May 21, 2014, 10:44 AM EST
It’s been something of an odd, nomadic existence so far for Doug Fister. He was traded to the Nationals five months ago, but all of his time to date had been spent away from his new home.
Fister spent the spring in Viera, Fla., with the rest of his teammates, then stayed there after landing on the disabled list with a lat strain to open the season. He worked his way back to make a few minor-league rehab starts, then made his first two starts for the Nationals on the other side of the country, in Oakland and Phoenix.
So last night’s outing at Nationals Park carried some more significance for Fister. At long last, he got a chance to pitch off the mound in his team’s ballpark, in front of his team’s fans.
“It’s funny, but it feels like home,” he said after helping lead the Nats to a 9-4 win over the Reds. “Everybody makes it such a family atmosphere, especially with the club that we have, the teammates we have. Yeah, it’s my first one here, but it feels like I’ve pitched here before. That’s a comforting feeling.”
Fister actually had pitched at Nationals Park twice before, in 2011 while with the Mariners and last season while with the Tigers. This, though, was different.
Certainly the results were pleasing to the crowd of 26,455. Picking up where he left off in Arizona last week, the right-hander tossed seven strong innings, allowing just two runs on six hits and one walk.
Having spent the last month building his arm up following the DL stint, Fister now is on par with everyone else in the rotation. He threw 109 pitches last night, 72 of them strikes.
“We pushed him a little bit tonight to get him through his last inning, but he looked good,” manager Matt Williams said. “So nothing lasting from the injury. I think he’s well on the way to getting back into the swing of things. He pitched really well.”
After a shaky debut in Oakland, Fister has very much looked like himself his last two times out, allowing three total runs over 14 innings. He has issued only one walk in 18 1/3 total innings, striking out 13.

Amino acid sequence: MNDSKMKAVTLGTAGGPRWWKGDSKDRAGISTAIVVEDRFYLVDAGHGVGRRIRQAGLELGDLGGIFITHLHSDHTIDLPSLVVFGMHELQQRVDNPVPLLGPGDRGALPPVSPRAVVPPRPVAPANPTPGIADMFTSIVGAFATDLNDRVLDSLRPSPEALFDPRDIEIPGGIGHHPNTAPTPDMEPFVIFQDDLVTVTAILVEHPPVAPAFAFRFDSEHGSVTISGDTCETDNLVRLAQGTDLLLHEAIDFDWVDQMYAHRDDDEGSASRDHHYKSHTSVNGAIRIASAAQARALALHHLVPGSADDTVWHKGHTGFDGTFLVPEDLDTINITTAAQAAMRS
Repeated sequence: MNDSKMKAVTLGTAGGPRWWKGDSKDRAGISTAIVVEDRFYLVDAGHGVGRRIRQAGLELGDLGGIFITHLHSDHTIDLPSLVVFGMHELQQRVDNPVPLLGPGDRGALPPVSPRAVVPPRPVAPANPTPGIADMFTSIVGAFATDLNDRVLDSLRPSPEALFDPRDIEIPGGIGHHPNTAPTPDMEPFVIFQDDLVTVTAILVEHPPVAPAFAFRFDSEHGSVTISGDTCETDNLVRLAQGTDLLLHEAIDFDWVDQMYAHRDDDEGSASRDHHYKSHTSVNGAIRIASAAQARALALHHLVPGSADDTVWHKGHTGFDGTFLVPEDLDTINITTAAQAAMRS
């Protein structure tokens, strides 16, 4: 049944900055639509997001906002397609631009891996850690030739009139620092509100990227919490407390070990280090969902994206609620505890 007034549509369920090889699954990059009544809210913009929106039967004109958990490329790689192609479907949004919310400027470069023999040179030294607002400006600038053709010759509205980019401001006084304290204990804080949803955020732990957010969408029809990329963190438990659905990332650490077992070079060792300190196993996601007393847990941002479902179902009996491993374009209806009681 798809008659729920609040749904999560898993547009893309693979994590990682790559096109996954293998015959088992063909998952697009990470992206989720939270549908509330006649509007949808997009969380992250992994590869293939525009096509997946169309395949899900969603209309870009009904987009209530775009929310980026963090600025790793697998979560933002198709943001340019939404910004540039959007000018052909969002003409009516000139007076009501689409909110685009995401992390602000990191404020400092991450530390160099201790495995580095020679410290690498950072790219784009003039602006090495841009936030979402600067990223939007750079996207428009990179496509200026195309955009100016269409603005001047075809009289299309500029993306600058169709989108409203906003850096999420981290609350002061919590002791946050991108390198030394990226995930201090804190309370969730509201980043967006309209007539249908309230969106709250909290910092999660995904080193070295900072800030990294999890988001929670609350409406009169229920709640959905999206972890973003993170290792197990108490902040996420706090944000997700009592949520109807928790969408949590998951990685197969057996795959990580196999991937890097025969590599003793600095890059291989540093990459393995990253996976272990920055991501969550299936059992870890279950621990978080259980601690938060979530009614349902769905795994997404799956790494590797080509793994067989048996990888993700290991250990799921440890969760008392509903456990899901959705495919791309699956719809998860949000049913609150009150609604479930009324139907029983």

And he’s working fast, keeping his teammates on their toes, something they very much appreciate.
“That’s what you want as a defender: a guy that’s quick,” right fielder Jayson Werth said. “On the other side of the coin, as a hitter, that’s really what you don’t want. So that’s great. Hopefully the rest of the guys can take note and learn from him and apply some things. It helps out the offense, too.”
Speaking of offense, Fister did has part to help the cause there as well. A gifted all-around athlete and former college first baseman, he reached base in the bottom of the third, then scored all the way from first base on Denard Span’s single-plus-error. He later put down a perfect sacrifice bunt.
“I know I have a job to do,” he said. “I’m No. 9 in the lineup, and I have to go out there and handle the bat. That’s something we take seriously as pitchers. We have fun, but we get to go out there and participate and be a big part of the game.”
At the end of the night, he did exactly what the Nationals expected him to do. And what those who have watched him throughout his career know he can be expected to do over the long haul.
“The gun doesn’t say he’s throwing that hard, but with his height and his angle, it’s a lot harder than it looks,” said Span, who faced Fister often in the American League. “And with his angle, the ball’s moving very good. Tonight he was able to just do what he does. I watched him in Detroit and also Seattle do that a lot.
“He’s one of those guys where, you go back to the dugout just shaking your head. I don’t want to say you think he’s not that good, but you go back and look at the video and you realize that ball moved four or five inches. That’s just what he does. He hits his spots.”
ON THE RADIO
MON: 12:45 p.m.
TUE: 2:30 p.m.
WED: 4:30 p.m.
THU: 2:30 p.m.
FRI: 1:30 p.m., 5:30 p.m.
SAT: 10:30 a.m.
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